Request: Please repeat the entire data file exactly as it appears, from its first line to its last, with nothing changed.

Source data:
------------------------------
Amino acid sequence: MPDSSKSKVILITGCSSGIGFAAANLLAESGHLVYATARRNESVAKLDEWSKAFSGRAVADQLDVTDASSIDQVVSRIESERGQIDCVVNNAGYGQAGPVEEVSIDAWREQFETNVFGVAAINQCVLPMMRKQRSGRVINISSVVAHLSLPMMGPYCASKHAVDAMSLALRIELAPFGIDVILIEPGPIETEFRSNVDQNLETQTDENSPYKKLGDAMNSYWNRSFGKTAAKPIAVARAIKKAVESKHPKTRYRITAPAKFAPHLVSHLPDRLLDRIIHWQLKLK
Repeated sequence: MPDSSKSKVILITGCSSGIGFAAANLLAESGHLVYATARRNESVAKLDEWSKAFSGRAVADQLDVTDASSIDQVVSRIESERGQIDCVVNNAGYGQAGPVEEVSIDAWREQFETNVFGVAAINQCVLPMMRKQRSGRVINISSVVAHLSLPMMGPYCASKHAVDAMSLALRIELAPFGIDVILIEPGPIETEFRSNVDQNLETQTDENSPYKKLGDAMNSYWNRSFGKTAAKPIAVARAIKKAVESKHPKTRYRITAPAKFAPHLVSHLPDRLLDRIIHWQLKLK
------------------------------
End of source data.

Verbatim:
Amino acid sequence: MPDSSKSKVILITGCSSGIGFAAANLLAESGHLVYATARRNESVAKLDEWSKAFSGRAVADQLDVTDASSIDQVVSRIESERGQIDCVVNNAGYGQAGPVEEVSIDAWREQFETNVFGVAAINQCVLPMMRKQRSGRVINISSVVAHLSLPMMGPYCASKHAVDAMSLALRIELAPFGIDVILIEPGPIETEFRSNVDQNLETQTDENSPYKKLGDAMNSYWNRSFGKTAAKPIAVARAIKKAVESKHPKTRYRITAPAKFAPHLVSHLPDRLLDRIIHWQLKLK
Repeated sequence: MPDSSKSKVILITGCSSGIGFAAANLLAESGHLVYATARRNESVAKLDEWSKAFSGRAVADQLDVTDASSIDQVVSRIESERGQIDCVVNNAGYGQAGPVEEVSIDAWREQFETNVFGVAAINQCVLPMMRKQRSGRVINISSVVAHLSLPMMGPYCASKHAVDAMSLALRIELAPFGIDVILIEPGPIETEFRSNVDQNLETQTDENSPYKKLGDAMNSYWNRSFGKTAAKPIAVARAIKKAVESKHPKTRYRITAPAKFAPHLVSHLPDRLLDRIIHWQLKLK